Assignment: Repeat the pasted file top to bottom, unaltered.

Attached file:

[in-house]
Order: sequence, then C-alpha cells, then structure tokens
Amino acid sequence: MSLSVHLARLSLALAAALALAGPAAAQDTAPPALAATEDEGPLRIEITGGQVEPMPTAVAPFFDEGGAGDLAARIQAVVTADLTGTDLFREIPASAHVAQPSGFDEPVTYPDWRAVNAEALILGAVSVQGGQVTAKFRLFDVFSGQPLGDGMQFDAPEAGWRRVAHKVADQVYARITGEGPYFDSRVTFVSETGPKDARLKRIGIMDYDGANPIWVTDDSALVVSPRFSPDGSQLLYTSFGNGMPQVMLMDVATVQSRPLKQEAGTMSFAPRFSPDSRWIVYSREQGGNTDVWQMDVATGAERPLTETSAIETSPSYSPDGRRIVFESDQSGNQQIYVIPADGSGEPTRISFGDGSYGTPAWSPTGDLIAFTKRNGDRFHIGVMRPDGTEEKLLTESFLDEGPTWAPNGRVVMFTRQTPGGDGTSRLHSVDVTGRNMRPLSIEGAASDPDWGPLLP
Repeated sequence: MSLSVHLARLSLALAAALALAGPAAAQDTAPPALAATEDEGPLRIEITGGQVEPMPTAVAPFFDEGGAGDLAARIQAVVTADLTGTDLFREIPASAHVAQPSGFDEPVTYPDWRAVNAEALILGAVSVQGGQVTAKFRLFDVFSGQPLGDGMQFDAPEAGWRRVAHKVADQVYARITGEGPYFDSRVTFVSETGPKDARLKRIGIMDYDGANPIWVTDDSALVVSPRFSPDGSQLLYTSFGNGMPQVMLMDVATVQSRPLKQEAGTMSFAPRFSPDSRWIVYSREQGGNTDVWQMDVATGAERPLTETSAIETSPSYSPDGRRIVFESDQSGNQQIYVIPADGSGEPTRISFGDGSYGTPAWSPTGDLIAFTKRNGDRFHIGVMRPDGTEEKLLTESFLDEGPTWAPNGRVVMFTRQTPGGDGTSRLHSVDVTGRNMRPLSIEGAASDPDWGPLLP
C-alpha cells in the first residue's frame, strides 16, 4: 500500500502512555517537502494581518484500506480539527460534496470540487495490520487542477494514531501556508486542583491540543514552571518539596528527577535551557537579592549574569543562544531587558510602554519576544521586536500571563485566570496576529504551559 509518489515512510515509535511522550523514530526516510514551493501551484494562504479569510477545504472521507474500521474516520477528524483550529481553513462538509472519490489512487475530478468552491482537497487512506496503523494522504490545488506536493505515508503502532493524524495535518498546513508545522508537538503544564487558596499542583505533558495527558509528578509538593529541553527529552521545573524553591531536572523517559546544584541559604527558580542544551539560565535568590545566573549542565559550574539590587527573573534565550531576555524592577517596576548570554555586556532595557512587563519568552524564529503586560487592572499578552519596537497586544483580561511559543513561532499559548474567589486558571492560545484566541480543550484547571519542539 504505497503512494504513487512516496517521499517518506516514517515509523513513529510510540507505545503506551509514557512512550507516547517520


[in-house]
Order: sequence, then C-alpha cells, then structure tokens
Amino acid sequence: MSLSVHLARLSLALAAALALAGPAAAQDTAPPALAATEDEGPLRIEITGGQVEPMPTAVAPFFDEGGAGDLAARIQAVVTADLTGTDLFREIPASAHVAQPSGFDEPVTYPDWRAVNAEALILGAVSVQGGQVTAKFRLFDVFSGQPLGDGMQFDAPEAGWRRVAHKVADQVYARITGEGPYFDSRVTFVSETGPKDARLKRIGIMDYDGANPIWVTDDSALVVSPRFSPDGSQLLYTSFGNGMPQVMLMDVATVQSRPLKQEAGTMSFAPRFSPDSRWIVYSREQGGNTDVWQMDVATGAERPLTETSAIETSPSYSPDGRRIVFESDQSGNQQIYVIPADGSGEPTRISFGDGSYGTPAWSPTGDLIAFTKRNGDRFHIGVMRPDGTEEKLLTESFLDEGPTWAPNGRVVMFTRQTPGGDGTSRLHSVDVTGRNMRPLSIEGAASDPDWGPLLP
Repeated sequence: MSLSVHLARLSLALAAALALAGPAAAQDTAPPALAATEDEGPLRIEITGGQVEPMPTAVAPFFDEGGAGDLAARIQAVVTADLTGTDLFREIPASAHVAQPSGFDEPVTYPDWRAVNAEALILGAVSVQGGQVTAKFRLFDVFSGQPLGDGMQFDAPEAGWRRVAHKVADQVYARITGEGPYFDSRVTFVSETGPKDARLKRIGIMDYDGANPIWVTDDSALVVSPRFSPDGSQLLYTSFGNGMPQVMLMDVATVQSRPLKQEAGTMSFAPRFSPDSRWIVYSREQGGNTDVWQMDVATGAERPLTETSAIETSPSYSPDGRRIVFESDQSGNQQIYVIPADGSGEPTRISFGDGSYGTPAWSPTGDLIAFTKRNGDRFHIGVMRPDGTEEKLLTESFLDEGPTWAPNGRVVMFTRQTPGGDGTSRLHSVDVTGRNMRPLSIEGAASDPDWGPLLP
C-alpha cells in the first residue's frame, strides 16, 4: 500500500502512555517537502494581518484500506480539527460534496470540487495490520487542477494514531501556508486542583491540543514552571518539596528527577535551557537579592549574569543562544531587558510602554519576544521586536500571563485566570496576529504551559 509518489515512510515509535511522550523514530526516510514551493501551484494562504479569510477545504472521507474500521474516520477528524483550529481553513462538509472519490489512487475530478468552491482537497487512506496503523494522504490545488506536493505515508503502532493524524495535518498546513508545522508537538503544564487558596499542583505533558495527558509528578509538593529541553527529552521545573524553591531536572523517559546544584541559604527558580542544551539560565535568590545566573549542565559550574539590587527573573534565550531576555524592577517596576548570554555586556532595557512587563519568552524564529503586560487592572499578552519596537497586544483580561511559543513561532499559548474567589486558571492560545484566541480543550484547571519542539 504505497503512494504513487512516496517521499517518506516514517515509523513513529510510540507505545503506551509514557512512550507516547517520